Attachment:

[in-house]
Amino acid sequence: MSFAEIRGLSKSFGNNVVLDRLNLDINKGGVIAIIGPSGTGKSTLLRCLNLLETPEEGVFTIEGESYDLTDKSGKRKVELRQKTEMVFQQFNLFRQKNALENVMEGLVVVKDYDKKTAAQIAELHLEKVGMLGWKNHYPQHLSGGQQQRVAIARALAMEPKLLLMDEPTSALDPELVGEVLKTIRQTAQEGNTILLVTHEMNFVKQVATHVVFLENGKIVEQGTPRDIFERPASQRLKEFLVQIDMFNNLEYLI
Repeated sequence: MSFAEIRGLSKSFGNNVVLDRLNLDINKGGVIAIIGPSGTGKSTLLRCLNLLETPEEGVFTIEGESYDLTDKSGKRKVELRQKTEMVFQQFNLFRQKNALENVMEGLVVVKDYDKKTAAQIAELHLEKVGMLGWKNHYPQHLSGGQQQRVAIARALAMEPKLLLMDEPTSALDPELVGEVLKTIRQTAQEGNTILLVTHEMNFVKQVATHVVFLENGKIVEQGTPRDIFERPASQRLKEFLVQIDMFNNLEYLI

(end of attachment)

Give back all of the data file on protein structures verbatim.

[in-house]
Amino acid sequence: MSFAEIRGLSKSFGNNVVLDRLNLDINKGGVIAIIGPSGTGKSTLLRCLNLLETPEEGVFTIEGESYDLTDKSGKRKVELRQKTEMVFQQFNLFRQKNALENVMEGLVVVKDYDKKTAAQIAELHLEKVGMLGWKNHYPQHLSGGQQQRVAIARALAMEPKLLLMDEPTSALDPELVGEVLKTIRQTAQEGNTILLVTHEMNFVKQVATHVVFLENGKIVEQGTPRDIFERPASQRLKEFLVQIDMFNNLEYLI
Repeated sequence: MSFAEIRGLSKSFGNNVVLDRLNLDINKGGVIAIIGPSGTGKSTLLRCLNLLETPEEGVFTIEGESYDLTDKSGKRKVELRQKTEMVFQQFNLFRQKNALENVMEGLVVVKDYDKKTAAQIAELHLEKVGMLGWKNHYPQHLSGGQQQRVAIARALAMEPKLLLMDEPTSALDPELVGEVLKTIRQTAQEGNTILLVTHEMNFVKQVATHVVFLENGKIVEQGTPRDIFERPASQRLKEFLVQIDMFNNLEYLI